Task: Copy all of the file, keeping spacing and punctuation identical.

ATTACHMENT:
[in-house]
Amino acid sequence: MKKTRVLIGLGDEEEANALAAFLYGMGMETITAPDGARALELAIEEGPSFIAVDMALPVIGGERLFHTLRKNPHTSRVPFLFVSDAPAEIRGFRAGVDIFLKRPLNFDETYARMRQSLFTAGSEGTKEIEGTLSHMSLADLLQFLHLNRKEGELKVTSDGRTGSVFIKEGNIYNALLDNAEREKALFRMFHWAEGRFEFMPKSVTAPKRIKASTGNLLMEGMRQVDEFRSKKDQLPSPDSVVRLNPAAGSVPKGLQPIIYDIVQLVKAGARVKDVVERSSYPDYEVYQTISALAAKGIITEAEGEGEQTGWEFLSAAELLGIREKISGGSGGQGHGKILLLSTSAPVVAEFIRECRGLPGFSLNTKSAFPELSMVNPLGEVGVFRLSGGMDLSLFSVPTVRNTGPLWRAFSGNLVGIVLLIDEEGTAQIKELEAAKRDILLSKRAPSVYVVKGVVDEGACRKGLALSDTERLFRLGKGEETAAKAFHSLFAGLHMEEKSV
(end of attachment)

[in-house]
Amino acid sequence: MKKTRVLIGLGDEEEANALAAFLYGMGMETITAPDGARALELAIEEGPSFIAVDMALPVIGGERLFHTLRKNPHTSRVPFLFVSDAPAEIRGFRAGVDIFLKRPLNFDETYARMRQSLFTAGSEGTKEIEGTLSHMSLADLLQFLHLNRKEGELKVTSDGRTGSVFIKEGNIYNALLDNAEREKALFRMFHWAEGRFEFMPKSVTAPKRIKASTGNLLMEGMRQVDEFRSKKDQLPSPDSVVRLNPAAGSVPKGLQPIIYDIVQLVKAGARVKDVVERSSYPDYEVYQTISALAAKGIITEAEGEGEQTGWEFLSAAELLGIREKISGGSGGQGHGKILLLSTSAPVVAEFIRECRGLPGFSLNTKSAFPELSMVNPLGEVGVFRLSGGMDLSLFSVPTVRNTGPLWRAFSGNLVGIVLLIDEEGTAQIKELEAAKRDILLSKRAPSVYVVKGVVDEGACRKGLALSDTERLFRLGKGEETAAKAFHSLFAGLHMEEKSV